TORONTO, May 10, 2013 /PRNewswire/ -- Elekta (NSE: EKTAb) and Royal Philips Electronics (NYSE: PHG, AEX: PHIA) announced today that Sunnybrook Health Sciences Centre ( Toronto, Canada) will join their growing consortium to validate the clinical potential of MRI-guided radiation therapy.
Sunnybrook Health Sciences Centre, the sixth largest cancer center in North America, is the fourth member to sign the research agreement to evaluate the new technology, which merges radiation therapy and magnetic resonance imaging (MRI) in a single system. Current clinical members of the group include the University Medical Center Utrecht, The University of Texas MD Anderson Cancer Center, and The Netherlands Cancer Institute-Antoni van Leeuwenhoek Hospital.
Integrating an advanced 1.5 Tesla MRI machine with a sophisticated radiation therapy system will provide physicians with exceptional depictions of a patient's soft tissues and tumor and allow them to dynamically track their motion. This breakthrough innovation is designed to permit doctors to deliver radiation in real time under MR guidance for the most precise cancer treatments possible.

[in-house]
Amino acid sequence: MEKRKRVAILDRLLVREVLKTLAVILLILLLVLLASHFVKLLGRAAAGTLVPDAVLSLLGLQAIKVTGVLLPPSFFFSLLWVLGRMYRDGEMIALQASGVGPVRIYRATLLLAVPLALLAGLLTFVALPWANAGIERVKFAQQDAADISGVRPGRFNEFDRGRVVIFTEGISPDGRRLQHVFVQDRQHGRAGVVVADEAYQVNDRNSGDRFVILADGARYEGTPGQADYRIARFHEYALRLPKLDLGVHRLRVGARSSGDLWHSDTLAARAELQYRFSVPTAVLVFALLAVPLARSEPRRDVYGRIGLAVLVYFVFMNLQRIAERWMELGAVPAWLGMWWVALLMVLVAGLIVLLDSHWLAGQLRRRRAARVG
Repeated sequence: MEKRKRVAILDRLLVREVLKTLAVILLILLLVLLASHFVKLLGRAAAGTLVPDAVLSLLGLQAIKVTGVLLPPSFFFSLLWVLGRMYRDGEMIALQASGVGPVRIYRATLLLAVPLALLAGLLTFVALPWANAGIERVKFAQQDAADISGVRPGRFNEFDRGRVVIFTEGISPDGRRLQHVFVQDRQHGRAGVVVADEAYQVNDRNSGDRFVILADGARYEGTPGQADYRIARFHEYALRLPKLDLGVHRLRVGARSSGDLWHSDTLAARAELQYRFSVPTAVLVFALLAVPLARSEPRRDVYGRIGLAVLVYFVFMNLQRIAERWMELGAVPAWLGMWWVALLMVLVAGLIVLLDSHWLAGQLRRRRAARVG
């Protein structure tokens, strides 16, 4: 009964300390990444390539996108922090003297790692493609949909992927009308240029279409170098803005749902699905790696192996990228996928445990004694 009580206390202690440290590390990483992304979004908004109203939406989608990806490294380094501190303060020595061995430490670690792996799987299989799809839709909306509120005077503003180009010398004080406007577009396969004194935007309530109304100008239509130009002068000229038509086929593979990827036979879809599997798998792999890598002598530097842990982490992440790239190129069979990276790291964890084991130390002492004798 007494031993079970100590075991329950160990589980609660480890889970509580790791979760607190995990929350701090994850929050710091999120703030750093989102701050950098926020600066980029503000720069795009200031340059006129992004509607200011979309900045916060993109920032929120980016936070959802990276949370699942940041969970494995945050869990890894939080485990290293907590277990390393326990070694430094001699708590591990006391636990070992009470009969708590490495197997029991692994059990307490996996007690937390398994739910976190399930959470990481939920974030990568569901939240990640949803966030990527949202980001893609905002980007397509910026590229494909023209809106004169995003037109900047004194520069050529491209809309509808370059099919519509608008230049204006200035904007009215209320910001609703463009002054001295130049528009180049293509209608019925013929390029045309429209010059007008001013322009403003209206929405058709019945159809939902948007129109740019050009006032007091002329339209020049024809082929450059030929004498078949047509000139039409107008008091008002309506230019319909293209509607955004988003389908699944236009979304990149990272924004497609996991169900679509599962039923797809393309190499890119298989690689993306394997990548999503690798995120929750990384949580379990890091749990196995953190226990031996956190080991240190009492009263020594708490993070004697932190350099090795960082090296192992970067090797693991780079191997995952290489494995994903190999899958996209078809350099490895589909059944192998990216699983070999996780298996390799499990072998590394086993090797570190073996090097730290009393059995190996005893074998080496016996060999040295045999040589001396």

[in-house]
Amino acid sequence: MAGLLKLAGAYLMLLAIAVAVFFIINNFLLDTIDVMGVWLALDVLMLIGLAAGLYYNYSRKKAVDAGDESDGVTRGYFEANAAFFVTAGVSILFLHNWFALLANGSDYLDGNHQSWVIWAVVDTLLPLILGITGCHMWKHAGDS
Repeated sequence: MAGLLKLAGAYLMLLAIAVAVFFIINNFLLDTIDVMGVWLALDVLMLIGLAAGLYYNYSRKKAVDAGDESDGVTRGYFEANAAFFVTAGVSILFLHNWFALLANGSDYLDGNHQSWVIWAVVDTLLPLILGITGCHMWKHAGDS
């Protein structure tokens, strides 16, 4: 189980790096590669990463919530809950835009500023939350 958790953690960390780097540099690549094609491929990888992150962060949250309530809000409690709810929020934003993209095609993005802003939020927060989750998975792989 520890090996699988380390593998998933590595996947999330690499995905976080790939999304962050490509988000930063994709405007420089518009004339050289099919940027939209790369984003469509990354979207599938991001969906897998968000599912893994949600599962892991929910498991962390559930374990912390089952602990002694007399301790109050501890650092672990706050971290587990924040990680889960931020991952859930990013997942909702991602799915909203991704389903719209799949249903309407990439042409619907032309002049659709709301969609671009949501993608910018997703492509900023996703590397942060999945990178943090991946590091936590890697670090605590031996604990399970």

"Sunnybrook Health Sciences Centre distinguishes itself in the world of science and medicine by its longstanding dedication of integrating research into clinical domain for the benefit of patients," says Tomas Puusepp, Elekta President and CEO. "With their international strength in the physical sciences – particularly in imaging technology – and its worldwide repute as a top flight cancer center, Sunnybrook is an ideal partner to help us advance this new technology."According to Michael Julius, Vice President, Research at Sunnybrook Health Sciences Centre, Sunnybrook's participation in the research consortium will bring a unique team of physicists, engineers and clinicians to focus on validating the advantages of MRI-guided radiation therapy through technology development and clinical trials. "We have identified a number of areas to study the value of this technology for patients," he says. "The ultimate goal – acquiring high resolution MRI images of pathology in real time as the radiation is being delivered – could have a dramatic impact on patient health and clinical outcomes."